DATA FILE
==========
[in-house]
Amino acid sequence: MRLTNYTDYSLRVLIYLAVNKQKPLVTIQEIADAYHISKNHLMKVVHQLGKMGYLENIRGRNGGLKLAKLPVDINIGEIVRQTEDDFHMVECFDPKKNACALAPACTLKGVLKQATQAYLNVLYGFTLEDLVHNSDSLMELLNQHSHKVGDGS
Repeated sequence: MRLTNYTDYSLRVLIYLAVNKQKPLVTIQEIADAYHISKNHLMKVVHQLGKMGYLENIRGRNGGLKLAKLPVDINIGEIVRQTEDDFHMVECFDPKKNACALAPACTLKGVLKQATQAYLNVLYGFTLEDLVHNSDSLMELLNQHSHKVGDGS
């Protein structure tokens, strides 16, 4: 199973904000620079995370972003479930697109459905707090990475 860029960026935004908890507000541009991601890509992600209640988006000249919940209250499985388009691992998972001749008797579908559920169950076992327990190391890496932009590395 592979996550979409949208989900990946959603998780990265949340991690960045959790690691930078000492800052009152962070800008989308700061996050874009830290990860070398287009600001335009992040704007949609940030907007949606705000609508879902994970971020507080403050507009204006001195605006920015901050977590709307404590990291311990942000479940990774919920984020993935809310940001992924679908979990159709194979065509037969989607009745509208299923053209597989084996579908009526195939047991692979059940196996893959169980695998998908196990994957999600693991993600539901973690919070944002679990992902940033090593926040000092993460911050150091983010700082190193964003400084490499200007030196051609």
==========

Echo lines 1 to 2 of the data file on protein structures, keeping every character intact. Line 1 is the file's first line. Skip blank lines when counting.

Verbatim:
[in-house]
Amino acid sequence: MRLTNYTDYSLRVLIYLAVNKQKPLVTIQEIADAYHISKNHLMKVVHQLGKMGYLENIRGRNGGLKLAKLPVDINIGEIVRQTEDDFHMVECFDPKKNACALAPACTLKGVLKQATQAYLNVLYGFTLEDLVHNSDSLMELLNQHSHKVGDGS